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ABSTRACT: We recently identified an enzymatically active glyceraldehyde-3-phosphate dehydrogenase (EC 126.96.36.199; GAPDH) as a major protein on the surface of group A streptococci (SDH), which exhibits multiple binding activity to various mammalian proteins. We now report that the SDH molecule also functions as an ADP-ribosylating enzyme, which, in the presence of NAD, is auto-ADP-ribosylated. In a crude cell wall extract of group A streptococci, SDH is the only protein that is ADP-ribosylated. SDH found in the streptococcal cytoplasmic fraction could not be ADP-ribosylated in the presence of NAD. Treatment of ADP-ribosylated SDH with the cytoplasmic fraction removed the ADP-ribose from SDH, suggesting the presence of an ADP-ribosyl hydrolase in the cytoplasmic compartment. The covalent linkage of ADP-ribose to SDH was stable to neutral hydroxylamine, sensitive to HgCl2, and inhibitable by free cysteine, indicating that the modification was at a cysteine residue of SDH. In addition to its auto-ADP-ribosylation activity, purified SDH or streptococcal cell wall extracts were able to transfer the ADP-ribose moiety of NAD specifically to free cysteine, resulting in a true thioglycosidic linkage. Treatment of purified SDH or the crude cell wall extract with sodium nitroprusside, which spontaneously generates nitric oxide, was found to stimulate the ADP-ribosylation of SDH in a time-dependent manner. ADP-ribosylation and nitric oxide treatment inhibited the GAPDH activity of SDH. Since ADP-ribosylation and nitric oxide are involved in signal transduction events, the ADP-ribosylating activity of SDH may enable communication between host and parasite during infection by group A streptococci.Proceedings of the National Academy of Sciences 10/1993; 90(17):8154-8. · 9.74 Impact Factor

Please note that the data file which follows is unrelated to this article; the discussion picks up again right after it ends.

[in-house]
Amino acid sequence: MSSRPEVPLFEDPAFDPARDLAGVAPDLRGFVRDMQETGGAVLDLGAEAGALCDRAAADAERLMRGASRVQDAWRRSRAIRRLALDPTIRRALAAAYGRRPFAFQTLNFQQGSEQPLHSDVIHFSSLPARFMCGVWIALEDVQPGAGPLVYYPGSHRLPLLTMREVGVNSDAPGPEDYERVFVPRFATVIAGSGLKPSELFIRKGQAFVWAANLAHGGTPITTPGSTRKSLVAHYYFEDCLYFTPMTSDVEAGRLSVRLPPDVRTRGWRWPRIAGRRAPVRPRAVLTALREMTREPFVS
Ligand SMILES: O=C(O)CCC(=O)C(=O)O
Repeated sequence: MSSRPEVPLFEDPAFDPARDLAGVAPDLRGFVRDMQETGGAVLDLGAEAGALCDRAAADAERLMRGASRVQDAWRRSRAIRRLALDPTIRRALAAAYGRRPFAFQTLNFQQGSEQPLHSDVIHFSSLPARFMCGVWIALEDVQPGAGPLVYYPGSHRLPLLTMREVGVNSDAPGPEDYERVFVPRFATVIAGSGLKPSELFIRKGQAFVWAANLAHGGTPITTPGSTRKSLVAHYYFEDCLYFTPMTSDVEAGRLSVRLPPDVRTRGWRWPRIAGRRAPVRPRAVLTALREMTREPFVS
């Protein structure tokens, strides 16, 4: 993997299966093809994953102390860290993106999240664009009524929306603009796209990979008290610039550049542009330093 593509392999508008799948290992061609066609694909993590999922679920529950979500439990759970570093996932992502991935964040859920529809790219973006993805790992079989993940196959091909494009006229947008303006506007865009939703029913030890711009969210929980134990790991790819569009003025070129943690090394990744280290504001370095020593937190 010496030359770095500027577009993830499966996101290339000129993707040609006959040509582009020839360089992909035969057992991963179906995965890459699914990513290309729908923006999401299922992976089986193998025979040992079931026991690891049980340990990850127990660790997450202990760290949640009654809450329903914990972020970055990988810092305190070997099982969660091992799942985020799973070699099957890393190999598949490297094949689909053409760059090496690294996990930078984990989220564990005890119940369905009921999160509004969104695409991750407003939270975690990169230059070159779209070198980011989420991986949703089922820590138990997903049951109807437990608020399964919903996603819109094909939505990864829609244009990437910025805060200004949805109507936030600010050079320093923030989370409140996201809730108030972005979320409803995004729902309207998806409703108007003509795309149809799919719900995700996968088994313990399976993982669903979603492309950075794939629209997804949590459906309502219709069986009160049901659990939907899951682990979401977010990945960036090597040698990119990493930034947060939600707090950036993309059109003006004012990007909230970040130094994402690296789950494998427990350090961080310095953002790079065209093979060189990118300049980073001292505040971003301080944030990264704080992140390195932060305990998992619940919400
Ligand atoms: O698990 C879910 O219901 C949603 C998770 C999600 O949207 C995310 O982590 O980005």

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ABSTRACT: The group B Streptococcus, an important cause of invasive infections in the neonate, is classified into four major serotypes (Ia, Ib, II, and III) based on the structure of the polysaccharide capsule. Since the capsule is a known virulence factor, it has been extensively studied, in particular in type III strains, which cause the majority of invasive infections. Two cell surface proteins, alpha and beta, have also been studied in detail since they confer protective immunity, but these proteins are usually not expressed by type III strains. We describe here a cell surface protein, designated protein Rib (resistance to proteases, immunity, group B), that confers protective immunity and is expressed by most strains of type III. Protein Rib was first identified as a distinct 95-kD protein in extracts of a type III strain, and was purified to homogeneity from that strain. Rabbit antiserum to protein Rib was used to demonstrate that it is expressed on the cell surface of 31 out of 33 type III strains, but only on 1 out of 25 strains representing the other three serotypes. Mouse protection tests showed that antiserum to protein Rib protects against lethal infection with three different strains expressing this antigen, including a strain representing a recently identified high virulence type III clone. Protein Rib is immunologically unrelated to the alpha and beta proteins, but shares several features with the alpha protein. Most importantly, the NH2-terminal amino acid sequences of the Rib and alpha proteins are identical at 6 out of 12 positions. In addition, both protein Rib and the alpha protein are relatively resistant to trypsin (and Rib is also resistant to pepsin) and both proteins vary greatly in size between different clinical isolates. Finally, both protein Rib and the alpha protein exhibit a regular ladderlike pattern in immunoblotting experiments, which may reflect a repetitive structure. Taken together, these data suggest that the Rib and alpha proteins are members of a family of proteins with related structure and function. Since protein Rib confers protective immunity, it may be valuable for the development of a protein vaccine against the group B Streptococcus, an encapsulated bacterium.Journal of Experimental Medicine 07/1993; 177(6):1593-603. · 13.21 Impact Factor